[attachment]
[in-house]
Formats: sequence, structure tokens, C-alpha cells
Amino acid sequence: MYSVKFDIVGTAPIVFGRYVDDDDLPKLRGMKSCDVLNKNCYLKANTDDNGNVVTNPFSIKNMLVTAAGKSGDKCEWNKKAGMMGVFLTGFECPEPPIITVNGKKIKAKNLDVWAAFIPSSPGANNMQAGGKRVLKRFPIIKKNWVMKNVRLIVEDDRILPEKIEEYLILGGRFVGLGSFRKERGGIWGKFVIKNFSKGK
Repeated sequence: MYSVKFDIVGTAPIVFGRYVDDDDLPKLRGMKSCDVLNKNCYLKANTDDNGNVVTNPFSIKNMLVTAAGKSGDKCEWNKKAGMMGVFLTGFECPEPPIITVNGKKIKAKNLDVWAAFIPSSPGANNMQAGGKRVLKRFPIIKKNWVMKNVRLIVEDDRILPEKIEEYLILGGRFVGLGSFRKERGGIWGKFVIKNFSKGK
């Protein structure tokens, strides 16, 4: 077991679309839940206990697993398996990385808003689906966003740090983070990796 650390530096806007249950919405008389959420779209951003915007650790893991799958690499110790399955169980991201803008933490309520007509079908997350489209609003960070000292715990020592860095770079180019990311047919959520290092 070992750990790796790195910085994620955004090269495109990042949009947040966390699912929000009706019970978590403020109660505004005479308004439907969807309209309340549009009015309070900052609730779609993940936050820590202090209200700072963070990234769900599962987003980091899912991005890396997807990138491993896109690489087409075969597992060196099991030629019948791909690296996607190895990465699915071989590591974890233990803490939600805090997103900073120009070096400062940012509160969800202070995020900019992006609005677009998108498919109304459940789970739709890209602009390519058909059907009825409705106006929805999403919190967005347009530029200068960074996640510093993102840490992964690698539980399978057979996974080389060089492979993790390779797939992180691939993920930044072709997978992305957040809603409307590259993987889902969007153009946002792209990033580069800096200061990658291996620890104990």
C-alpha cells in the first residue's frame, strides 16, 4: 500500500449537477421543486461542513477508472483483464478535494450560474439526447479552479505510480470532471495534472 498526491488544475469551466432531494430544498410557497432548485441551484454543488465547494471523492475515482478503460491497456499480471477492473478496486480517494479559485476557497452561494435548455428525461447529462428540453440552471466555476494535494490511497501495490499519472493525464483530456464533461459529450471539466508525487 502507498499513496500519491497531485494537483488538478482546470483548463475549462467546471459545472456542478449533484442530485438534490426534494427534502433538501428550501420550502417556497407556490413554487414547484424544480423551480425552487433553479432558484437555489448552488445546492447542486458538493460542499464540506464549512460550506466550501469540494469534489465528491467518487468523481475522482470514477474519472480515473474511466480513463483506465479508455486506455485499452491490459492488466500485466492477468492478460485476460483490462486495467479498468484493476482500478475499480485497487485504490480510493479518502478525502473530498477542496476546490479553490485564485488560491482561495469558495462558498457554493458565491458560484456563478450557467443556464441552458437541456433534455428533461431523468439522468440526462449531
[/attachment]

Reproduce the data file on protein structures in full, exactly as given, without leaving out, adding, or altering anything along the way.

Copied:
[in-house]
Formats: sequence, structure tokens, C-alpha cells
Amino acid sequence: MYSVKFDIVGTAPIVFGRYVDDDDLPKLRGMKSCDVLNKNCYLKANTDDNGNVVTNPFSIKNMLVTAAGKSGDKCEWNKKAGMMGVFLTGFECPEPPIITVNGKKIKAKNLDVWAAFIPSSPGANNMQAGGKRVLKRFPIIKKNWVMKNVRLIVEDDRILPEKIEEYLILGGRFVGLGSFRKERGGIWGKFVIKNFSKGK
Repeated sequence: MYSVKFDIVGTAPIVFGRYVDDDDLPKLRGMKSCDVLNKNCYLKANTDDNGNVVTNPFSIKNMLVTAAGKSGDKCEWNKKAGMMGVFLTGFECPEPPIITVNGKKIKAKNLDVWAAFIPSSPGANNMQAGGKRVLKRFPIIKKNWVMKNVRLIVEDDRILPEKIEEYLILGGRFVGLGSFRKERGGIWGKFVIKNFSKGK
């Protein structure tokens, strides 16, 4: 077991679309839940206990697993398996990385808003689906966003740090983070990796 650390530096806007249950919405008389959420779209951003915007650790893991799958690499110790399955169980991201803008933490309520007509079908997350489209609003960070000292715990020592860095770079180019990311047919959520290092 070992750990790796790195910085994620955004090269495109990042949009947040966390699912929000009706019970978590403020109660505004005479308004439907969807309209309340549009009015309070900052609730779609993940936050820590202090209200700072963070990234769900599962987003980091899912991005890396997807990138491993896109690489087409075969597992060196099991030629019948791909690296996607190895990465699915071989590591974890233990803490939600805090997103900073120009070096400062940012509160969800202070995020900019992006609005677009998108498919109304459940789970739709890209602009390519058909059907009825409705106006929805999403919190967005347009530029200068960074996640510093993102840490992964690698539980399978057979996974080389060089492979993790390779797939992180691939993920930044072709997978992305957040809603409307590259993987889902969007153009946002792209990033580069800096200061990658291996620890104990």
C-alpha cells in the first residue's frame, strides 16, 4: 500500500449537477421543486461542513477508472483483464478535494450560474439526447479552479505510480470532471495534472 498526491488544475469551466432531494430544498410557497432548485441551484454543488465547494471523492475515482478503460491497456499480471477492473478496486480517494479559485476557497452561494435548455428525461447529462428540453440552471466555476494535494490511497501495490499519472493525464483530456464533461459529450471539466508525487 502507498499513496500519491497531485494537483488538478482546470483548463475549462467546471459545472456542478449533484442530485438534490426534494427534502433538501428550501420550502417556497407556490413554487414547484424544480423551480425552487433553479432558484437555489448552488445546492447542486458538493460542499464540506464549512460550506466550501469540494469534489465528491467518487468523481475522482470514477474519472480515473474511466480513463483506465479508455486506455485499452491490459492488466500485466492477468492478460485476460483490462486495467479498468484493476482500478475499480485497487485504490480510493479518502478525502473530498477542496476546490479553490485564485488560491482561495469558495462558498457554493458565491458560484456563478450557467443556464441552458437541456433534455428533461431523468439522468440526462449531